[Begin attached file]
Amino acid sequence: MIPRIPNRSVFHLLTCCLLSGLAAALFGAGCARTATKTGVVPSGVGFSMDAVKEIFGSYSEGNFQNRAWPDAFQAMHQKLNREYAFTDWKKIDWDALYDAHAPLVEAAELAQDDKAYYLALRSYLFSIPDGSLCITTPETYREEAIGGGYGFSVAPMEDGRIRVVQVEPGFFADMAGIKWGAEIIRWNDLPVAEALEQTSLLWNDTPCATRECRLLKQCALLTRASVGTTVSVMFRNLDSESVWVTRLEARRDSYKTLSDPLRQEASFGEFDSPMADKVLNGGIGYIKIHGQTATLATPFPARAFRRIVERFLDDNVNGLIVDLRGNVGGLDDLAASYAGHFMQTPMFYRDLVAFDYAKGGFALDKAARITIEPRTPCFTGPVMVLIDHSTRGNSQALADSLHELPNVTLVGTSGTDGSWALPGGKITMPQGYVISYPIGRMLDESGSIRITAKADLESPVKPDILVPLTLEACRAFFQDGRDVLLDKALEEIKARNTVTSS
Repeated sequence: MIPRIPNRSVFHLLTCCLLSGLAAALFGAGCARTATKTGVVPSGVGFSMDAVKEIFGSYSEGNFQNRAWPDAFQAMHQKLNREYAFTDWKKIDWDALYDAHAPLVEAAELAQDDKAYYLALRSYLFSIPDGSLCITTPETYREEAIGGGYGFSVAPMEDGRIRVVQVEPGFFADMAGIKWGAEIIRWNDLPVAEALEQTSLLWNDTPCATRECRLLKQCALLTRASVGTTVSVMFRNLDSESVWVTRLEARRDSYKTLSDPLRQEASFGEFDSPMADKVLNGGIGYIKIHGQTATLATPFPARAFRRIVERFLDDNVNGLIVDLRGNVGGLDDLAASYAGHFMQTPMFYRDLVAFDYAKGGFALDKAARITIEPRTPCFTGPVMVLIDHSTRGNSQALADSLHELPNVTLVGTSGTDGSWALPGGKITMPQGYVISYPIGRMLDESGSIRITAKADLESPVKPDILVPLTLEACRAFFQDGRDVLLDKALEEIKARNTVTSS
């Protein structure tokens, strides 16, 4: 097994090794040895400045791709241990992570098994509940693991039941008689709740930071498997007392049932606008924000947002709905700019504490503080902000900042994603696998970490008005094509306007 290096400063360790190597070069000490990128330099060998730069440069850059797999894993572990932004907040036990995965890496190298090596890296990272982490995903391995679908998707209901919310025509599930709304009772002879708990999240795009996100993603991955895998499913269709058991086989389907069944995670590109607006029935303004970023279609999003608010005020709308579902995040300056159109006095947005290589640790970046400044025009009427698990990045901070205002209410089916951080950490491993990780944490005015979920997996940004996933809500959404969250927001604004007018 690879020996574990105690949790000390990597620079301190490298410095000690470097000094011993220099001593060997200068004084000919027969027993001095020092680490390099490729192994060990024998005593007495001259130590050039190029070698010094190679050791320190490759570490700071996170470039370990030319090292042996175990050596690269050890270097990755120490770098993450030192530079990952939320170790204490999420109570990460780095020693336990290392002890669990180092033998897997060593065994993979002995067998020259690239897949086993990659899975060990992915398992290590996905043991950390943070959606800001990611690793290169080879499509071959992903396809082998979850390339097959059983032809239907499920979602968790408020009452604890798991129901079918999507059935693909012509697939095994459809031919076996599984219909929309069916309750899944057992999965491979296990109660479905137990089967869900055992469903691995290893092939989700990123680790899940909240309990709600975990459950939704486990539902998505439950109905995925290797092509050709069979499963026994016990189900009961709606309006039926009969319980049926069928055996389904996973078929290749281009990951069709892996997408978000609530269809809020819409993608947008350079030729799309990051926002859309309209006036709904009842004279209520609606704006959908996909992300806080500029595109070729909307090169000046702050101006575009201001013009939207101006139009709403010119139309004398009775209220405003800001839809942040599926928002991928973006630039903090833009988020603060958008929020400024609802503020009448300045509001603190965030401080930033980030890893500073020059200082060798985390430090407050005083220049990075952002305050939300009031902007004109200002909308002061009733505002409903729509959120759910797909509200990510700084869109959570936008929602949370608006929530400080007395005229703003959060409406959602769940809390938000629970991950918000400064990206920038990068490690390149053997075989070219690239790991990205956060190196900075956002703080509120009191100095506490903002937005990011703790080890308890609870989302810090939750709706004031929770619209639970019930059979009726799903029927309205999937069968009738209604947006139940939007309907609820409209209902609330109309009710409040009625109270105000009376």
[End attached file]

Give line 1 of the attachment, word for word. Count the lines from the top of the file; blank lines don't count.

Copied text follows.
Amino acid sequence: MIPRIPNRSVFHLLTCCLLSGLAAALFGAGCARTATKTGVVPSGVGFSMDAVKEIFGSYSEGNFQNRAWPDAFQAMHQKLNREYAFTDWKKIDWDALYDAHAPLVEAAELAQDDKAYYLALRSYLFSIPDGSLCITTPETYREEAIGGGYGFSVAPMEDGRIRVVQVEPGFFADMAGIKWGAEIIRWNDLPVAEALEQTSLLWNDTPCATRECRLLKQCALLTRASVGTTVSVMFRNLDSESVWVTRLEARRDSYKTLSDPLRQEASFGEFDSPMADKVLNGGIGYIKIHGQTATLATPFPARAFRRIVERFLDDNVNGLIVDLRGNVGGLDDLAASYAGHFMQTPMFYRDLVAFDYAKGGFALDKAARITIEPRTPCFTGPVMVLIDHSTRGNSQALADSLHELPNVTLVGTSGTDGSWALPGGKITMPQGYVISYPIGRMLDESGSIRITAKADLESPVKPDILVPLTLEACRAFFQDGRDVLLDKALEEIKARNTVTSS